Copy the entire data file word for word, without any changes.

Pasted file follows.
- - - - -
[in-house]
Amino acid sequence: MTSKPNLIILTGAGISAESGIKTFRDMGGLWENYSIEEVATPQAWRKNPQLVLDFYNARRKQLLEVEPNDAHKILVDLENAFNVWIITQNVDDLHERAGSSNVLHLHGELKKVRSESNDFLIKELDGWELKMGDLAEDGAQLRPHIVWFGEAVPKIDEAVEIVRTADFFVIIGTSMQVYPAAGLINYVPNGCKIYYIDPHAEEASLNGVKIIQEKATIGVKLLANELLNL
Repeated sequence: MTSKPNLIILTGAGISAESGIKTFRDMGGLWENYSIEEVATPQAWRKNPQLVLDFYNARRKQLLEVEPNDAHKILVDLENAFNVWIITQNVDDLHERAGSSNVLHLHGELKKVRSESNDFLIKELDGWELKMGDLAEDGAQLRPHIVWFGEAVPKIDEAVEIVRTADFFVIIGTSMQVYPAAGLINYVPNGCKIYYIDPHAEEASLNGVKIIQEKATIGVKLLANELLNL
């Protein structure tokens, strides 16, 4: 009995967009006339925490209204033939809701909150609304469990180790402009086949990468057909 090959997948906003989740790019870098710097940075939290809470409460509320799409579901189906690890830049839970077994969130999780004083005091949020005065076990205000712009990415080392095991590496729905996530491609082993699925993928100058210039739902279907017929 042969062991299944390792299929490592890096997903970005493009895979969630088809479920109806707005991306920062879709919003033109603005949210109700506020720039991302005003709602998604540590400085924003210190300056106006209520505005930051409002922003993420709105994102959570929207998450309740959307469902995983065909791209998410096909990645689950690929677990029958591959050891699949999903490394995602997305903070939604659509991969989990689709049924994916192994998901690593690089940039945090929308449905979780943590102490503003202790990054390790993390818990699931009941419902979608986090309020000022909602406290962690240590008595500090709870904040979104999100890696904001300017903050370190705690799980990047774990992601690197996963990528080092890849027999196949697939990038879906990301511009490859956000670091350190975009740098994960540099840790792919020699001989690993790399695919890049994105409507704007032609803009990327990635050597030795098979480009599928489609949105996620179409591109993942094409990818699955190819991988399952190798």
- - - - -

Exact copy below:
[in-house]
Amino acid sequence: MTSKPNLIILTGAGISAESGIKTFRDMGGLWENYSIEEVATPQAWRKNPQLVLDFYNARRKQLLEVEPNDAHKILVDLENAFNVWIITQNVDDLHERAGSSNVLHLHGELKKVRSESNDFLIKELDGWELKMGDLAEDGAQLRPHIVWFGEAVPKIDEAVEIVRTADFFVIIGTSMQVYPAAGLINYVPNGCKIYYIDPHAEEASLNGVKIIQEKATIGVKLLANELLNL
Repeated sequence: MTSKPNLIILTGAGISAESGIKTFRDMGGLWENYSIEEVATPQAWRKNPQLVLDFYNARRKQLLEVEPNDAHKILVDLENAFNVWIITQNVDDLHERAGSSNVLHLHGELKKVRSESNDFLIKELDGWELKMGDLAEDGAQLRPHIVWFGEAVPKIDEAVEIVRTADFFVIIGTSMQVYPAAGLINYVPNGCKIYYIDPHAEEASLNGVKIIQEKATIGVKLLANELLNL
């Protein structure tokens, strides 16, 4: 009995967009006339925490209204033939809701909150609304469990180790402009086949990468057909 090959997948906003989740790019870098710097940075939290809470409460509320799409579901189906690890830049839970077994969130999780004083005091949020005065076990205000712009990415080392095991590496729905996530491609082993699925993928100058210039739902279907017929 042969062991299944390792299929490592890096997903970005493009895979969630088809479920109806707005991306920062879709919003033109603005949210109700506020720039991302005003709602998604540590400085924003210190300056106006209520505005930051409002922003993420709105994102959570929207998450309740959307469902995983065909791209998410096909990645689950690929677990029958591959050891699949999903490394995602997305903070939604659509991969989990689709049924994916192994998901690593690089940039945090929308449905979780943590102490503003202790990054390790993390818990699931009941419902979608986090309020000022909602406290962690240590008595500090709870904040979104999100890696904001300017903050370190705690799980990047774990992601690197996963990528080092890849027999196949697939990038879906990301511009490859956000670091350190975009740098994960540099840790792919020699001989690993790399695919890049994105409507704007032609803009990327990635050597030795098979480009599928489609949105996620179409591109993942094409990818699955190819991988399952190798």